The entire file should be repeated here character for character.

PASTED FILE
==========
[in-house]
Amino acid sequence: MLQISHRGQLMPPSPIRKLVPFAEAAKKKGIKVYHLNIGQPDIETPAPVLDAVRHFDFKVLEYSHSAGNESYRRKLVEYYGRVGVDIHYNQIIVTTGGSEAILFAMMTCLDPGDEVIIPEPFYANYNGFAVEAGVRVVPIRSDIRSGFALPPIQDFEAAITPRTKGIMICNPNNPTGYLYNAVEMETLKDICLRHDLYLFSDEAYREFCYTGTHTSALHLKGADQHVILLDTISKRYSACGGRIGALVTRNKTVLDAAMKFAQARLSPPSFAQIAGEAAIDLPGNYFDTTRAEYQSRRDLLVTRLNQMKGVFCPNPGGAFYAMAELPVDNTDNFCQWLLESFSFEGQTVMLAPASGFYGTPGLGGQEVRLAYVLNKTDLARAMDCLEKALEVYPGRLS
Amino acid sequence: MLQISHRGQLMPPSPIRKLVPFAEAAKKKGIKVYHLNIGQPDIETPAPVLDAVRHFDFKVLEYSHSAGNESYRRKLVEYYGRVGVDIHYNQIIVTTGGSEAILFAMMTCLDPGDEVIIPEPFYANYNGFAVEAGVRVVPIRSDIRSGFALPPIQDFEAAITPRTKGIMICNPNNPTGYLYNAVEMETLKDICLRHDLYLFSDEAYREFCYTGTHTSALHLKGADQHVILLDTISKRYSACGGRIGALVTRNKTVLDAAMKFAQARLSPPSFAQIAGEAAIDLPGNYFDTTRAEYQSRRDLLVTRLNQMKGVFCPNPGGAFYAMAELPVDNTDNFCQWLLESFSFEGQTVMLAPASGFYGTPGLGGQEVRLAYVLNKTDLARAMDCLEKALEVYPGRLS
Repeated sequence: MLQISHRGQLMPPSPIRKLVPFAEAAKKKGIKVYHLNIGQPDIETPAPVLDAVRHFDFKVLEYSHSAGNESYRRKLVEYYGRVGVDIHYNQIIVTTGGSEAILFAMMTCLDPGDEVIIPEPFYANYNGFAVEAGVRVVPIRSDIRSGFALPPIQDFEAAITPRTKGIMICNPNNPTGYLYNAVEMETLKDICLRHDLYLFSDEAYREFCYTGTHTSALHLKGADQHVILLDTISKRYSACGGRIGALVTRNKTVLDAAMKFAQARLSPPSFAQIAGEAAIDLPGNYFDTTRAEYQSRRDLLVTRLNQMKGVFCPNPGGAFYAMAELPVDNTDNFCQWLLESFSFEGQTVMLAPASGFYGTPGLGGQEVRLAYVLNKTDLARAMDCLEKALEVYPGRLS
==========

[in-house]
Amino acid sequence: MLQISHRGQLMPPSPIRKLVPFAEAAKKKGIKVYHLNIGQPDIETPAPVLDAVRHFDFKVLEYSHSAGNESYRRKLVEYYGRVGVDIHYNQIIVTTGGSEAILFAMMTCLDPGDEVIIPEPFYANYNGFAVEAGVRVVPIRSDIRSGFALPPIQDFEAAITPRTKGIMICNPNNPTGYLYNAVEMETLKDICLRHDLYLFSDEAYREFCYTGTHTSALHLKGADQHVILLDTISKRYSACGGRIGALVTRNKTVLDAAMKFAQARLSPPSFAQIAGEAAIDLPGNYFDTTRAEYQSRRDLLVTRLNQMKGVFCPNPGGAFYAMAELPVDNTDNFCQWLLESFSFEGQTVMLAPASGFYGTPGLGGQEVRLAYVLNKTDLARAMDCLEKALEVYPGRLS
Amino acid sequence: MLQISHRGQLMPPSPIRKLVPFAEAAKKKGIKVYHLNIGQPDIETPAPVLDAVRHFDFKVLEYSHSAGNESYRRKLVEYYGRVGVDIHYNQIIVTTGGSEAILFAMMTCLDPGDEVIIPEPFYANYNGFAVEAGVRVVPIRSDIRSGFALPPIQDFEAAITPRTKGIMICNPNNPTGYLYNAVEMETLKDICLRHDLYLFSDEAYREFCYTGTHTSALHLKGADQHVILLDTISKRYSACGGRIGALVTRNKTVLDAAMKFAQARLSPPSFAQIAGEAAIDLPGNYFDTTRAEYQSRRDLLVTRLNQMKGVFCPNPGGAFYAMAELPVDNTDNFCQWLLESFSFEGQTVMLAPASGFYGTPGLGGQEVRLAYVLNKTDLARAMDCLEKALEVYPGRLS
Repeated sequence: MLQISHRGQLMPPSPIRKLVPFAEAAKKKGIKVYHLNIGQPDIETPAPVLDAVRHFDFKVLEYSHSAGNESYRRKLVEYYGRVGVDIHYNQIIVTTGGSEAILFAMMTCLDPGDEVIIPEPFYANYNGFAVEAGVRVVPIRSDIRSGFALPPIQDFEAAITPRTKGIMICNPNNPTGYLYNAVEMETLKDICLRHDLYLFSDEAYREFCYTGTHTSALHLKGADQHVILLDTISKRYSACGGRIGALVTRNKTVLDAAMKFAQARLSPPSFAQIAGEAAIDLPGNYFDTTRAEYQSRRDLLVTRLNQMKGVFCPNPGGAFYAMAELPVDNTDNFCQWLLESFSFEGQTVMLAPASGFYGTPGLGGQEVRLAYVLNKTDLARAMDCLEKALEVYPGRLS